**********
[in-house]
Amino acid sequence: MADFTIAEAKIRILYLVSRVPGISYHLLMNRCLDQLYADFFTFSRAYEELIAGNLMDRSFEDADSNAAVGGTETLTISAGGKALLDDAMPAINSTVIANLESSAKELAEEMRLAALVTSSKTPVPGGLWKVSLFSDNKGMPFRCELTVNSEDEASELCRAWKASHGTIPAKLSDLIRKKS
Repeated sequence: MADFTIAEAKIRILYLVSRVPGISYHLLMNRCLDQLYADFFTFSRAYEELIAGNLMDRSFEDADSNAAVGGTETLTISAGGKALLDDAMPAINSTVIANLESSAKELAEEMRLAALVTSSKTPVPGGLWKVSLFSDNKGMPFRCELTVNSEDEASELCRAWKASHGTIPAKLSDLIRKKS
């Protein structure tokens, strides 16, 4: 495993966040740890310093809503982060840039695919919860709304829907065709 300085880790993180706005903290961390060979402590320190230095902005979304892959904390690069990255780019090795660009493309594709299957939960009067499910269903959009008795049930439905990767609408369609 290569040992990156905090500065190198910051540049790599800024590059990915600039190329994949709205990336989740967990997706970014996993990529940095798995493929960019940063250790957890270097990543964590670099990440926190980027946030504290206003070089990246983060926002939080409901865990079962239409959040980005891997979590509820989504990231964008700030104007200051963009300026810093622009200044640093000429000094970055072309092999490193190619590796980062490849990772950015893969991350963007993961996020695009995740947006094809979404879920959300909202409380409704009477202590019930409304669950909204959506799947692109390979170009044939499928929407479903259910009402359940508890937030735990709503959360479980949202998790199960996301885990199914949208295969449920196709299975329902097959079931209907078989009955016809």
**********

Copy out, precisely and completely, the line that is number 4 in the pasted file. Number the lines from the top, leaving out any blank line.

């Protein structure tokens, strides 16, 4: 495993966040740890310093809503982060840039695919919860709304829907065709 300085880790993180706005903290961390060979402590320190230095902005979304892959904390690069990255780019090795660009493309594709299957939960009067499910269903959009008795049930439905990767609408369609 290569040992990156905090500065190198910051540049790599800024590059990915600039190329994949709205990336989740967990997706970014996993990529940095798995493929960019940063250790957890270097990543964590670099990440926190980027946030504290206003070089990246983060926002939080409901865990079962239409959040980005891997979590509820989504990231964008700030104007200051963009300026810093622009200044640093000429000094970055072309092999490193190619590796980062490849990772950015893969991350963007993961996020695009995740947006094809979404879920959300909202409380409704009477202590019930409304669950909204959506799947692109390979170009044939499928929407479903259910009402359940508890937030735990709503959360479980949202998790199960996301885990199914949208295969449920196709299975329902097959079931209907078989009955016809």